The Mute Christian

April 26, 1998 / No. 2886

Our message today on the Reformed Witness Hour is taken from God’s Word in Psalm 39:9-11. We read, “I was dumb, I opened not my mouth; because thou didst it. Remove thy stroke away from me: I am consumed by the blow of thine hand. When thou with rebukes doest correct man for iniquity, thou makest his beauty to consume away like a moth: surely every man is vanity.”

The precise occasion in which David wrote this psalm is unknown. He tells us from the psalm itself that it was a time when a severe and devastating blow had fallen upon him from the hand of God. David knew many such moments. Could it be the time when his newborn son of Bathsheba had died? Could it be when Absalom, his son, sought to kill him? Or was it some other catastrophe that came to David which the Bible does not record? We do not know. It is not important that we know. In Psalm 39 David relates to us that he is experiencing a devastating evil that has been brought into his life by God.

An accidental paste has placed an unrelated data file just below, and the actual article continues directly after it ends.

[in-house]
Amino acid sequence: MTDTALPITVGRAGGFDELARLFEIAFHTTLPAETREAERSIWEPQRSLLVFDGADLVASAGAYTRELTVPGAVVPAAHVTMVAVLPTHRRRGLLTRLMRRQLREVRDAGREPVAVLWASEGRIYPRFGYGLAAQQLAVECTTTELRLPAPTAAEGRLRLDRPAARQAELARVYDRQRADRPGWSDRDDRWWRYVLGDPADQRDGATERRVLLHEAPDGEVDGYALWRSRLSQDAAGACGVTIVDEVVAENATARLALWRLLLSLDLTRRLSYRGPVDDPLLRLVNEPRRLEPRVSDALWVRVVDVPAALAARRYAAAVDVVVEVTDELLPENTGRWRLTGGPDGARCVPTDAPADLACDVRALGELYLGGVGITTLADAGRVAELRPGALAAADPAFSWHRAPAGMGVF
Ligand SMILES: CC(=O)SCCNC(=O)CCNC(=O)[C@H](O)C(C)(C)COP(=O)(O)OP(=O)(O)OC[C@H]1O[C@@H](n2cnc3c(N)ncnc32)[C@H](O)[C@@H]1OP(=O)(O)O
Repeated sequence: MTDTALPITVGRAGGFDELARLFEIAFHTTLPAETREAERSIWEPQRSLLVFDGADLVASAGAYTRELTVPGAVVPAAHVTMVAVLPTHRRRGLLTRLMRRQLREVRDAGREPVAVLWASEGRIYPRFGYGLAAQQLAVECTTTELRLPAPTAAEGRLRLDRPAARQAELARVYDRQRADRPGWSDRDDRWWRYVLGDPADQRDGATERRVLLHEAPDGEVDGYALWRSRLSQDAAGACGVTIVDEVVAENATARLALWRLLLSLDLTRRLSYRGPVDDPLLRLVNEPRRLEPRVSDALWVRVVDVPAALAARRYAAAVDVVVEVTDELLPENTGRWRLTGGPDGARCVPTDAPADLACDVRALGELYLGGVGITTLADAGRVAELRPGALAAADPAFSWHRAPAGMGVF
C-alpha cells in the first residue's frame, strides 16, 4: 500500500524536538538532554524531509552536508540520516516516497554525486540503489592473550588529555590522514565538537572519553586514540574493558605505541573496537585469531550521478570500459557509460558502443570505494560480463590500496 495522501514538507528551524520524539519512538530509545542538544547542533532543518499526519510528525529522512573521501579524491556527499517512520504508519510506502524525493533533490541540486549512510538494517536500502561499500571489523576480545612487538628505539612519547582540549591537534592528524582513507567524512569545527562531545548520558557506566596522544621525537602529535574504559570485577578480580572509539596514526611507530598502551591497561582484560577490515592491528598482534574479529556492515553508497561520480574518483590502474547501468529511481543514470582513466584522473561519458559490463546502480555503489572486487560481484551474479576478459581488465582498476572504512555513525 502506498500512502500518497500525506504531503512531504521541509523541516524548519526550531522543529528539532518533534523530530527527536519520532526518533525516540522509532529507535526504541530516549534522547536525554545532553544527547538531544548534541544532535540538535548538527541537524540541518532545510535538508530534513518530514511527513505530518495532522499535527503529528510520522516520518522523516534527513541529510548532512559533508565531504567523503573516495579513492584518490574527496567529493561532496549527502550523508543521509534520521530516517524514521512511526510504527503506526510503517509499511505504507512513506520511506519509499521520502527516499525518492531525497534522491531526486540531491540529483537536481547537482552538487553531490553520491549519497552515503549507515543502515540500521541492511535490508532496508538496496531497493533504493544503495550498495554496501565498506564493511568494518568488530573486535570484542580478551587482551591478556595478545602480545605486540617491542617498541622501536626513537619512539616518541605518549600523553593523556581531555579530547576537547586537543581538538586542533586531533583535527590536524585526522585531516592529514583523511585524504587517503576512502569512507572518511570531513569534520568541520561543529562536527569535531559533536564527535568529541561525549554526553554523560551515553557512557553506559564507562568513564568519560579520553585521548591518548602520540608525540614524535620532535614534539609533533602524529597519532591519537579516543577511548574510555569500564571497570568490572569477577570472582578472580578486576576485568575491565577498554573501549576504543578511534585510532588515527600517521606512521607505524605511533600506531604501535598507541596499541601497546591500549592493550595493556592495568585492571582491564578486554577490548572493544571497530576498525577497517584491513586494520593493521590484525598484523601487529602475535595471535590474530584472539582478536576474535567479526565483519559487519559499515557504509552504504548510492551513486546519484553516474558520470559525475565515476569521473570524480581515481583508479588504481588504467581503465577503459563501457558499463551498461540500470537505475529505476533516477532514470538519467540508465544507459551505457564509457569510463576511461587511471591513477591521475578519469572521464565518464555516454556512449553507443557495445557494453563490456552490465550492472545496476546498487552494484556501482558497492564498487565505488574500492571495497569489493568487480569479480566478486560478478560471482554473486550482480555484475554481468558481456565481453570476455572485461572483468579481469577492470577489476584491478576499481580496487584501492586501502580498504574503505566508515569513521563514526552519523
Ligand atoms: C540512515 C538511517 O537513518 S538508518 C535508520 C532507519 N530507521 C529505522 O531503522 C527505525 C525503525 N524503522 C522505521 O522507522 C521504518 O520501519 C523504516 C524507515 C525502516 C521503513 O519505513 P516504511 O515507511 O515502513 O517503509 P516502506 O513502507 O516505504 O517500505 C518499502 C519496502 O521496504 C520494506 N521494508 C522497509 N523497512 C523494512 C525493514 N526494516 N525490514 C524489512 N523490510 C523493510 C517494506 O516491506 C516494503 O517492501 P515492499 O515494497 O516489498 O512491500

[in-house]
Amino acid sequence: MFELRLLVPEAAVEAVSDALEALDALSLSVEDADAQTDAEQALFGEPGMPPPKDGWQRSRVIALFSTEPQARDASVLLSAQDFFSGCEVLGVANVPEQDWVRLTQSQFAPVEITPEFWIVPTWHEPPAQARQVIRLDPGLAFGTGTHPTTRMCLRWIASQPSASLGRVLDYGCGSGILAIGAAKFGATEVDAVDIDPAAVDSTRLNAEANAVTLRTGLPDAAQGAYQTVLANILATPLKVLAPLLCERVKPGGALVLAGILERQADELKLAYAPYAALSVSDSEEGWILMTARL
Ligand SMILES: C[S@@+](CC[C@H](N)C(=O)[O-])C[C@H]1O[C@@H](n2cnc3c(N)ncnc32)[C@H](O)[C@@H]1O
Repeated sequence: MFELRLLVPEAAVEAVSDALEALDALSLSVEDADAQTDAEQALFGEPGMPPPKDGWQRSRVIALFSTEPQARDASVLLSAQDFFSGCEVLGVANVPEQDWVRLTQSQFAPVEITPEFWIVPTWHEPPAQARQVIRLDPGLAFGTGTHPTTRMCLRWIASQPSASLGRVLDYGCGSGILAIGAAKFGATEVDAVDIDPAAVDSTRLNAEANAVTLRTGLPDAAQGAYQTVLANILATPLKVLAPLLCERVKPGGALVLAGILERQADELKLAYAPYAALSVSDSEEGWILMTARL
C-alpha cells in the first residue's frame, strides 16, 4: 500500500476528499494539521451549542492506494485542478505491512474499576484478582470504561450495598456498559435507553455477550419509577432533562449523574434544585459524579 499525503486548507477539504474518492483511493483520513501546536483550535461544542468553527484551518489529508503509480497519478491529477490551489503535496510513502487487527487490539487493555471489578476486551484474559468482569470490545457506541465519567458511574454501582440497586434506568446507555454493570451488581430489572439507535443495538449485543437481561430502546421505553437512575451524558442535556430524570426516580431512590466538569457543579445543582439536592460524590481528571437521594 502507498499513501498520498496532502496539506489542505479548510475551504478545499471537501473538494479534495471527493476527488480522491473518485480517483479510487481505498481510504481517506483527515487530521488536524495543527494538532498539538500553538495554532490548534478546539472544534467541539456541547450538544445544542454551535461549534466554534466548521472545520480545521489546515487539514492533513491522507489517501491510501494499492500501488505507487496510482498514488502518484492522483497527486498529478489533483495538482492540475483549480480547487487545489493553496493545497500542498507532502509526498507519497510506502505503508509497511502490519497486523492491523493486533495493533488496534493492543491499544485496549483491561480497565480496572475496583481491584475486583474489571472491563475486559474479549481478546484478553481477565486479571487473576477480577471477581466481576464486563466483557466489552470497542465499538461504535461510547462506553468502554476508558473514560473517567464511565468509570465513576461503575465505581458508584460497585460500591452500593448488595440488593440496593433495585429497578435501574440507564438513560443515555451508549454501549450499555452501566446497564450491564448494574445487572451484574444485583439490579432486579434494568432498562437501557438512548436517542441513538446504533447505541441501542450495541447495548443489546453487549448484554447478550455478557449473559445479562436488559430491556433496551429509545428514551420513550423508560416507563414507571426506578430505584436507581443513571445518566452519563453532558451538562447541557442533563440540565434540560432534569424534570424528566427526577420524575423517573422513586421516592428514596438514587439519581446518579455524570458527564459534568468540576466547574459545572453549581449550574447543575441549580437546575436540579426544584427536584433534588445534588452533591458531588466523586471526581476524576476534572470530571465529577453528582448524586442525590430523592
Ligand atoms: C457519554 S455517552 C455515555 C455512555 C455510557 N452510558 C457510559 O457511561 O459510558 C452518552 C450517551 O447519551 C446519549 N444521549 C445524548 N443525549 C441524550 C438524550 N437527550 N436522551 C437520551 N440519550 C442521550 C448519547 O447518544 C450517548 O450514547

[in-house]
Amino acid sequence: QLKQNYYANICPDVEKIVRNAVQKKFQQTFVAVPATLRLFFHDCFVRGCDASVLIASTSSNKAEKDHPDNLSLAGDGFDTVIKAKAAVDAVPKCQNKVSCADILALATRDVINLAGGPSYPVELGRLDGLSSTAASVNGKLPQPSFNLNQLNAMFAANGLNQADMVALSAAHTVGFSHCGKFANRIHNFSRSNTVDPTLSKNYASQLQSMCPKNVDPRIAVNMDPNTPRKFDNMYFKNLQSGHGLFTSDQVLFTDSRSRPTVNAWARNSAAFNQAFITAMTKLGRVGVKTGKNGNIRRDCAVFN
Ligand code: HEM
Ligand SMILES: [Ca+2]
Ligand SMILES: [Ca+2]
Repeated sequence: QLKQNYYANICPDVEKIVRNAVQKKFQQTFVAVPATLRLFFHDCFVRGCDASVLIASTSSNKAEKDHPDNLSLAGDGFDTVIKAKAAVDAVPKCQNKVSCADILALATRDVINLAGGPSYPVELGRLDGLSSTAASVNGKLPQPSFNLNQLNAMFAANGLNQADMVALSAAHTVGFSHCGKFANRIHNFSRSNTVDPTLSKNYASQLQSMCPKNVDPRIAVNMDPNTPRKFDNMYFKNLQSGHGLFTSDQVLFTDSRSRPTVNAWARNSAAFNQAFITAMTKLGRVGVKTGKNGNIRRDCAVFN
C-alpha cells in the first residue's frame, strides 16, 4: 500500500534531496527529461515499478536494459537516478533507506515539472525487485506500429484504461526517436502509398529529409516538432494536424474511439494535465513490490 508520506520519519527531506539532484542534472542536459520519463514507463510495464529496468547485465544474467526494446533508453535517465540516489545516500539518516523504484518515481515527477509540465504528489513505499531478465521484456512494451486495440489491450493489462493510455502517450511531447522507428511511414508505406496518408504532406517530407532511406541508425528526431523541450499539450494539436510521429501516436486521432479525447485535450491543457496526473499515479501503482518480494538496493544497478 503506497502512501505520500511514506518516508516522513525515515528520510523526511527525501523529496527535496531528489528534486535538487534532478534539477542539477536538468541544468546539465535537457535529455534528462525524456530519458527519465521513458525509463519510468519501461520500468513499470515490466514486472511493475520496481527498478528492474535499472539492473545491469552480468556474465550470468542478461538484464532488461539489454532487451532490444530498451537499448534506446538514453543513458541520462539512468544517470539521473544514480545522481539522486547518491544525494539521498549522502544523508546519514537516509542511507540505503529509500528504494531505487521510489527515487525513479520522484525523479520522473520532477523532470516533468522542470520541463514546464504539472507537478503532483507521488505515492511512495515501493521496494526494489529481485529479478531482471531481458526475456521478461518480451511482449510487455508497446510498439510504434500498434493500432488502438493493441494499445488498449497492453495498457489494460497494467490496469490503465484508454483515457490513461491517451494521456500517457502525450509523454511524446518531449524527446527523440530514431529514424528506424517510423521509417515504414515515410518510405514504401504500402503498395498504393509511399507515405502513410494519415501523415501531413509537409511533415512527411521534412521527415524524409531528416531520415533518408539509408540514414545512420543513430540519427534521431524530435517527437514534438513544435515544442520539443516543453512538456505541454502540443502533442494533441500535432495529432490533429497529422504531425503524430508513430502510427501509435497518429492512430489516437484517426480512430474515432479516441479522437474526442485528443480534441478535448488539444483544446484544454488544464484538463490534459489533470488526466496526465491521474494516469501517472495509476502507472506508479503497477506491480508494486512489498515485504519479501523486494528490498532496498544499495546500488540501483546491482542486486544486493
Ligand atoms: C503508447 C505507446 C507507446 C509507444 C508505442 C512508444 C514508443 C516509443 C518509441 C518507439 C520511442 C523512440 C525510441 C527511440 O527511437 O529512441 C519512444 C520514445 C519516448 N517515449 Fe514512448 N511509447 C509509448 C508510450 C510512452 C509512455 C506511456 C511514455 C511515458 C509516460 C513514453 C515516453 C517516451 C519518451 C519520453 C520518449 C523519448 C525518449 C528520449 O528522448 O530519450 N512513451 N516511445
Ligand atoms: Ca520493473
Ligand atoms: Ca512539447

And David’s experience is not unique. The Scriptures make plain that all of God’s children shall be subject to this. We read in Psalm 34, “Many are the afflictions of the righteous: but the LORD delivereth him out of them all.”

What is important is that we learn from David’s response to this severe blow. He says, “I was dumb, I opened not my mouth; because thou didst it.” David responded in a silence which signaled submission; which represented an understanding that God had a purpose in the blow that he had received. David saw the necessity in his life of receiving such severe blows from God in order that he might learn to hope in God even unto the end.